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© 1990, The Board of Regents of the University of Nebraska on behalf of the University of Nebraska–Lincoln Extension. All rights reserved.


There is no doubt that discipline is needed in families. Society could not exist if people acted without concern for others. Why, then, is there so much disagreement about this subject?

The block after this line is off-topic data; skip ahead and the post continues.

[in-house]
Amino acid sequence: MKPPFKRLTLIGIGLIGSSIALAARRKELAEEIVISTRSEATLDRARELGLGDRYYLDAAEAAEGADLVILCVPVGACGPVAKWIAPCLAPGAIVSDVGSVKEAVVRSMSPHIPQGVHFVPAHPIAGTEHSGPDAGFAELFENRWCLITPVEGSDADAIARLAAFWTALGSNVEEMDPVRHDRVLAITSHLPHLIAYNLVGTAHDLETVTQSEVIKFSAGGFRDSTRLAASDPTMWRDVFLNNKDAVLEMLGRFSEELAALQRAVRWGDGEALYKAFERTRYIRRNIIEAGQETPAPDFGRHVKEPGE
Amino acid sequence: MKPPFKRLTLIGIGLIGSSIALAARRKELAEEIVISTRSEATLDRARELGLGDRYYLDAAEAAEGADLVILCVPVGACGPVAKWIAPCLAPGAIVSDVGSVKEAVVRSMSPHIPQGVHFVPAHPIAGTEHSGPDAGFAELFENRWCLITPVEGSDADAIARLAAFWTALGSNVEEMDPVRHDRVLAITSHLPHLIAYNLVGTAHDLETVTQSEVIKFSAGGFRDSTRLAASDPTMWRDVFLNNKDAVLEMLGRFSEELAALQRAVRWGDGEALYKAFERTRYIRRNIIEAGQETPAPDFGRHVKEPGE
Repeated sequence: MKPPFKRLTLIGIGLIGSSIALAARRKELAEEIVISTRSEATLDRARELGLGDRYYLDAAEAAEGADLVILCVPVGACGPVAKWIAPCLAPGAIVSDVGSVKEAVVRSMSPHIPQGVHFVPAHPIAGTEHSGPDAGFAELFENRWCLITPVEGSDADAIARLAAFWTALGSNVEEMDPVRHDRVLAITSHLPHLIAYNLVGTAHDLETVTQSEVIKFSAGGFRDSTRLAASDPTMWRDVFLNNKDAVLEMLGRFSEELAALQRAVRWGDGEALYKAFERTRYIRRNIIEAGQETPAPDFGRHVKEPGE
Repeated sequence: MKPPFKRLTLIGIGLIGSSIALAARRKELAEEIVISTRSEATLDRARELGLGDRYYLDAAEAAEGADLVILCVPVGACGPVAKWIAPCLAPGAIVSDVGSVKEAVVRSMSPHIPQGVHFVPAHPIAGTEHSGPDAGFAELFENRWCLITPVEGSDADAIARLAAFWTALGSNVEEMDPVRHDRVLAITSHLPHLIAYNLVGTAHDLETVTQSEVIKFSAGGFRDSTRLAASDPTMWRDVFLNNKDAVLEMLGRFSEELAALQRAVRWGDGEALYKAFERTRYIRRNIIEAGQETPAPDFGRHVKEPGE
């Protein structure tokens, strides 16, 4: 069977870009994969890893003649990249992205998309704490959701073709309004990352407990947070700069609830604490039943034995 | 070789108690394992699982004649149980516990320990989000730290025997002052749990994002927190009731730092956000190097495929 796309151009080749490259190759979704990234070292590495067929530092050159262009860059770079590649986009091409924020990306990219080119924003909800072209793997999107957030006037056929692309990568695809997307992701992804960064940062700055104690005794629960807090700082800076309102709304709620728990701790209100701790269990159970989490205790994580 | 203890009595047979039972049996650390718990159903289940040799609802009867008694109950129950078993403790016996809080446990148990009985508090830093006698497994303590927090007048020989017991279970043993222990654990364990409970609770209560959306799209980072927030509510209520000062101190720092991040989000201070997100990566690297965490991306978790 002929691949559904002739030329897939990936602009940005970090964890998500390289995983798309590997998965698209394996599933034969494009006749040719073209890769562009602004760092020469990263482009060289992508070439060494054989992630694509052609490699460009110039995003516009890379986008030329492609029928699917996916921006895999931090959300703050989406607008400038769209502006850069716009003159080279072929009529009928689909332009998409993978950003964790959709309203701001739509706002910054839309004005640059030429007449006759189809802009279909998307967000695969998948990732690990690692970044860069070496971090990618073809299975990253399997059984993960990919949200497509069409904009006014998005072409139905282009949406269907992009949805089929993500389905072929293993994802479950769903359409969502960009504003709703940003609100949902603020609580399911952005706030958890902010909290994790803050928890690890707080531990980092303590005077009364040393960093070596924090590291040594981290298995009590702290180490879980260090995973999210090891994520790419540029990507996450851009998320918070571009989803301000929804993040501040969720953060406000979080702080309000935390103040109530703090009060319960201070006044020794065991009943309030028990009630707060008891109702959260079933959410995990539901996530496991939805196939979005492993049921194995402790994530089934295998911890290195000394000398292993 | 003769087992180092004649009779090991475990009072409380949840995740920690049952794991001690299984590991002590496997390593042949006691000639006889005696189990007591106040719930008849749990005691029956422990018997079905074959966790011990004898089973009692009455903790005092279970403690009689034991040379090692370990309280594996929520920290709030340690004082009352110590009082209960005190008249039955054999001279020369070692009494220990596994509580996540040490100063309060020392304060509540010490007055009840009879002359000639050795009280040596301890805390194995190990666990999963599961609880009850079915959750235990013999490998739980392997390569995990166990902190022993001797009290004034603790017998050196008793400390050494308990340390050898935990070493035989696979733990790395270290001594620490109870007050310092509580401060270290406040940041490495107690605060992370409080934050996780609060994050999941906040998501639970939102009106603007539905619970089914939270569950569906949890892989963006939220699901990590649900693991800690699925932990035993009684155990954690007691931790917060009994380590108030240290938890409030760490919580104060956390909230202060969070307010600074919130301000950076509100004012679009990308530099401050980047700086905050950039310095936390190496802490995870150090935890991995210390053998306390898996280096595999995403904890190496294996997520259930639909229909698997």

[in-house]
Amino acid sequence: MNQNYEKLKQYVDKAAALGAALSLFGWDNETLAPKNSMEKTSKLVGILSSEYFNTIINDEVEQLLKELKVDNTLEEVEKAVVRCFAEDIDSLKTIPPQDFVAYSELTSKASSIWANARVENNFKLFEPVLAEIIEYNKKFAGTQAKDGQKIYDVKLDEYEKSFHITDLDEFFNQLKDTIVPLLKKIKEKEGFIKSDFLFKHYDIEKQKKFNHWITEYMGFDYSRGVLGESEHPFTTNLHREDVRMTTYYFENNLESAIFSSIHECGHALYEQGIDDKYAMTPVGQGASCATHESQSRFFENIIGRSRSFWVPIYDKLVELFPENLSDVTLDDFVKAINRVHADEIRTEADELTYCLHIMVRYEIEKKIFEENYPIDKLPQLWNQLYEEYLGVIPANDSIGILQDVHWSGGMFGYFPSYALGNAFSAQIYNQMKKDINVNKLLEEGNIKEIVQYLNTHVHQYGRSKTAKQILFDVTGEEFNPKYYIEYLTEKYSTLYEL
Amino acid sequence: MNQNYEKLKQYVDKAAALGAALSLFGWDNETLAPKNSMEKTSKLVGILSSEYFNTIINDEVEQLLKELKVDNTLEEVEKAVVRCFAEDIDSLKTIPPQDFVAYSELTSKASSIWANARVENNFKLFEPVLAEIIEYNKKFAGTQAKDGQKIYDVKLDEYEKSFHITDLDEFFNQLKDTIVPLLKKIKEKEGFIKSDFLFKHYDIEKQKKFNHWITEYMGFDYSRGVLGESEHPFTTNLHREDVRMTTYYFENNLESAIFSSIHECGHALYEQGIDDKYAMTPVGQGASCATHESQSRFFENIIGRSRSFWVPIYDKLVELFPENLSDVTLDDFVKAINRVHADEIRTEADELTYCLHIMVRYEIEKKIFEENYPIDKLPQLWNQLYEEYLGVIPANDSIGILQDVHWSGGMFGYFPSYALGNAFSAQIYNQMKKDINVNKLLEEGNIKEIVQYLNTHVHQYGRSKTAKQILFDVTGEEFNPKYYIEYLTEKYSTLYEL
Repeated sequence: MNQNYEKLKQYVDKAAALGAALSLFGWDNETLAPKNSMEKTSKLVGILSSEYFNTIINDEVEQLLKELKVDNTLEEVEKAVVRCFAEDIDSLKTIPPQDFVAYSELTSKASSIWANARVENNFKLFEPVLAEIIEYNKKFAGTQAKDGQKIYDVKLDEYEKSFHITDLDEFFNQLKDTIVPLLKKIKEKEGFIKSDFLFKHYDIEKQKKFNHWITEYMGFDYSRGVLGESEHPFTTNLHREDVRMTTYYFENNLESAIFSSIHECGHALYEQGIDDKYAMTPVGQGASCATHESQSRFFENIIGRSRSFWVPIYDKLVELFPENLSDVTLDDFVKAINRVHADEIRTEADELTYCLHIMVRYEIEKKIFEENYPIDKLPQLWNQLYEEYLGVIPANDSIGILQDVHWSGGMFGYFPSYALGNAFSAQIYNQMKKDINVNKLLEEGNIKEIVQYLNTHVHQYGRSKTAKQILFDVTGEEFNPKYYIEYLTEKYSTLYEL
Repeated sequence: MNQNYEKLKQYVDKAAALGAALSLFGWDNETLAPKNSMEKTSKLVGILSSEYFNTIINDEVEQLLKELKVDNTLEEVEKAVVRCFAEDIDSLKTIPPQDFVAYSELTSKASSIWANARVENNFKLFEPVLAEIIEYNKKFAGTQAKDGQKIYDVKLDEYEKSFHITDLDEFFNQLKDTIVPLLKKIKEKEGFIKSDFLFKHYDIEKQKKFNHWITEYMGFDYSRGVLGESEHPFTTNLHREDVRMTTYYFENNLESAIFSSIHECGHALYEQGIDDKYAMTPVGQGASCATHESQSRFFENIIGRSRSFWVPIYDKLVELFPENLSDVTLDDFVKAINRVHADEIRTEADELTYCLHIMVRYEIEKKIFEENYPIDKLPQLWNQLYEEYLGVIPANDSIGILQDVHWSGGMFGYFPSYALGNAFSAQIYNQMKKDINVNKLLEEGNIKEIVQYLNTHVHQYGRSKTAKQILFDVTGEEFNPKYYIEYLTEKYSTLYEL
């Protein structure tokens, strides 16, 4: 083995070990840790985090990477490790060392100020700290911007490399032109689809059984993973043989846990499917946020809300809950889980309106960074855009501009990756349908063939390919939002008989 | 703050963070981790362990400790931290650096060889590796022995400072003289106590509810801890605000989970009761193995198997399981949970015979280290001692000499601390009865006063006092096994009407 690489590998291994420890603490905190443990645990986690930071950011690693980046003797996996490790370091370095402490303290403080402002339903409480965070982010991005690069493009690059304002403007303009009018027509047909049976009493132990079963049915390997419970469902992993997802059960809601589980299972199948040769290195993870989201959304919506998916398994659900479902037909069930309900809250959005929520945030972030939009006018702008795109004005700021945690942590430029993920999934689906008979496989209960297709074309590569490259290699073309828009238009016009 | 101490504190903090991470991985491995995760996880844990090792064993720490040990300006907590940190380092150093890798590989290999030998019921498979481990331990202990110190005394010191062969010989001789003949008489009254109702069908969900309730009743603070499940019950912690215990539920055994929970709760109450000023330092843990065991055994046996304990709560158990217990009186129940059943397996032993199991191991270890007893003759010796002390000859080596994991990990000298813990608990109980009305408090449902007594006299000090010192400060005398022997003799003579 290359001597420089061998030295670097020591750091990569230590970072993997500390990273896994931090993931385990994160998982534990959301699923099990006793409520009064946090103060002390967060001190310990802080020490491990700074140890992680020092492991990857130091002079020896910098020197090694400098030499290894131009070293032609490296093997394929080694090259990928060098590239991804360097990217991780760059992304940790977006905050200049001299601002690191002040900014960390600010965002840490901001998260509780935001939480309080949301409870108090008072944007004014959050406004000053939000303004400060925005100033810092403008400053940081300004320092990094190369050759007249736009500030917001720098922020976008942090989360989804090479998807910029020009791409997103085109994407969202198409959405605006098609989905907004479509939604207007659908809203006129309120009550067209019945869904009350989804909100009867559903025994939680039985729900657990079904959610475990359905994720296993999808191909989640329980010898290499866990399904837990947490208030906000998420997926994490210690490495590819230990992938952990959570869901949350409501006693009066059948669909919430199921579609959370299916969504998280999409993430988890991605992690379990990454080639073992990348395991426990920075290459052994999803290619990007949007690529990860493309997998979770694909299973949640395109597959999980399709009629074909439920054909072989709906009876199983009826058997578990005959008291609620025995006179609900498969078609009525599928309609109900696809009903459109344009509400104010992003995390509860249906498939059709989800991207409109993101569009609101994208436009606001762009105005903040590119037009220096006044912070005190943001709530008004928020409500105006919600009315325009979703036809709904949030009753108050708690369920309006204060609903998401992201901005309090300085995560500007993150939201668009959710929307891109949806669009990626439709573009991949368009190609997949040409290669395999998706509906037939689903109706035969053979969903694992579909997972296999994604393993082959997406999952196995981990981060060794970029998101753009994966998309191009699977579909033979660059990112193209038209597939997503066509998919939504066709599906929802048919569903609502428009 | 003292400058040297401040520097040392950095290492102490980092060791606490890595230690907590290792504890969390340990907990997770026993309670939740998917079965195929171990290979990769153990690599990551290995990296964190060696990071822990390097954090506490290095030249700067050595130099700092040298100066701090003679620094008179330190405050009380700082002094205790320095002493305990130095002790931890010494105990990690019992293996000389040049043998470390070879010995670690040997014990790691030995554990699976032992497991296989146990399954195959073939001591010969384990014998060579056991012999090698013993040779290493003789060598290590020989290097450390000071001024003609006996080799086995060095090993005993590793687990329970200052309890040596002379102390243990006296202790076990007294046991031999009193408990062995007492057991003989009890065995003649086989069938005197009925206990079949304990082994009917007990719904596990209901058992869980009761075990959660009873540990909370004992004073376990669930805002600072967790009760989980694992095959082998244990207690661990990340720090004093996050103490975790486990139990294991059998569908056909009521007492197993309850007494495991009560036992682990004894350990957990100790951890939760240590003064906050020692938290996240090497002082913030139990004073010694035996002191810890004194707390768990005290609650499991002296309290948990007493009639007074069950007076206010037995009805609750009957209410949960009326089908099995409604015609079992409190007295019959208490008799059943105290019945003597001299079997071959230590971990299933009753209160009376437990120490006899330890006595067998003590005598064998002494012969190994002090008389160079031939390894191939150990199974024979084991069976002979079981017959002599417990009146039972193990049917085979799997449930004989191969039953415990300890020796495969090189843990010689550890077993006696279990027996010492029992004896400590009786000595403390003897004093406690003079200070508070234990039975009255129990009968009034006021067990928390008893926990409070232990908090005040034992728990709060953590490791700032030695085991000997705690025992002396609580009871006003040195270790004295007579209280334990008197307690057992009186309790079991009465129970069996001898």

Parents often misunderstand and confuse the terms discipline and punishment. They see them as being the same thing but they are not. The dictionary defines discipline as "a system of rules governing conduct." It is "training that corrects, molds, or perfects." In contrast, punishment is defined as "retributive suffering, pain, loss, or penalty." The term discipline has its origin in the word "disciple" -- a follower who learns from the teachings of another. Clearly then, the focus of discipline and punishment are quite different. Discipline implies a set of attitudes and behaviors that the teacher hopes the follower will acquire. It is a learning experience--not punishment, not tears--but a chance to learn how to live in a social world. Thus, punishment may be a part of discipline, but not the major part.